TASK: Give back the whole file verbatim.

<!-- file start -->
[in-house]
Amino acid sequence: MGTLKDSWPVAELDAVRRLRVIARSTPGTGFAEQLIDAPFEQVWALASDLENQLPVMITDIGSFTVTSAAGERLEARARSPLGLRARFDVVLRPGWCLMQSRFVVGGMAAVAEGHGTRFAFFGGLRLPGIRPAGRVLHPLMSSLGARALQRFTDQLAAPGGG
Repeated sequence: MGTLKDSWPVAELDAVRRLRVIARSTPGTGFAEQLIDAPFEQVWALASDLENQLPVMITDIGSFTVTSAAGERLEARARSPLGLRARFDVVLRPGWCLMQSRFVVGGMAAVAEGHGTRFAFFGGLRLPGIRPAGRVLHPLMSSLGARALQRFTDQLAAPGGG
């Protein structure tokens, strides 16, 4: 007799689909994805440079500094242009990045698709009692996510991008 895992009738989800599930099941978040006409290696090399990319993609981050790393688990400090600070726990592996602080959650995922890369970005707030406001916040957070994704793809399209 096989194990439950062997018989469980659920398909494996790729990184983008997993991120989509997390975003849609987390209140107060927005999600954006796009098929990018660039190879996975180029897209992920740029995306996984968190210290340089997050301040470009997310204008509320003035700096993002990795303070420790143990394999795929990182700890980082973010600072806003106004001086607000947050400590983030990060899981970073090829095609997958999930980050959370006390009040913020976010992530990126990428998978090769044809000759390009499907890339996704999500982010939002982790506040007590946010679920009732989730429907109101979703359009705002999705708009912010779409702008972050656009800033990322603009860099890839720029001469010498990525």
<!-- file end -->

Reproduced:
[in-house]
Amino acid sequence: MGTLKDSWPVAELDAVRRLRVIARSTPGTGFAEQLIDAPFEQVWALASDLENQLPVMITDIGSFTVTSAAGERLEARARSPLGLRARFDVVLRPGWCLMQSRFVVGGMAAVAEGHGTRFAFFGGLRLPGIRPAGRVLHPLMSSLGARALQRFTDQLAAPGGG
Repeated sequence: MGTLKDSWPVAELDAVRRLRVIARSTPGTGFAEQLIDAPFEQVWALASDLENQLPVMITDIGSFTVTSAAGERLEARARSPLGLRARFDVVLRPGWCLMQSRFVVGGMAAVAEGHGTRFAFFGGLRLPGIRPAGRVLHPLMSSLGARALQRFTDQLAAPGGG
């Protein structure tokens, strides 16, 4: 007799689909994805440079500094242009990045698709009692996510991008 895992009738989800599930099941978040006409290696090399990319993609981050790393688990400090600070726990592996602080959650995922890369970005707030406001916040957070994704793809399209 096989194990439950062997018989469980659920398909494996790729990184983008997993991120989509997390975003849609987390209140107060927005999600954006796009098929990018660039190879996975180029897209992920740029995306996984968190210290340089997050301040470009997310204008509320003035700096993002990795303070420790143990394999795929990182700890980082973010600072806003106004001086607000947050400590983030990060899981970073090829095609997958999930980050959370006390009040913020976010992530990126990428998978090769044809000759390009499907890339996704999500982010939002982790506040007590946010679920009732989730429907109101979703359009705002999705708009912010779409702008972050656009800033990322603009860099890839720029001469010498990525």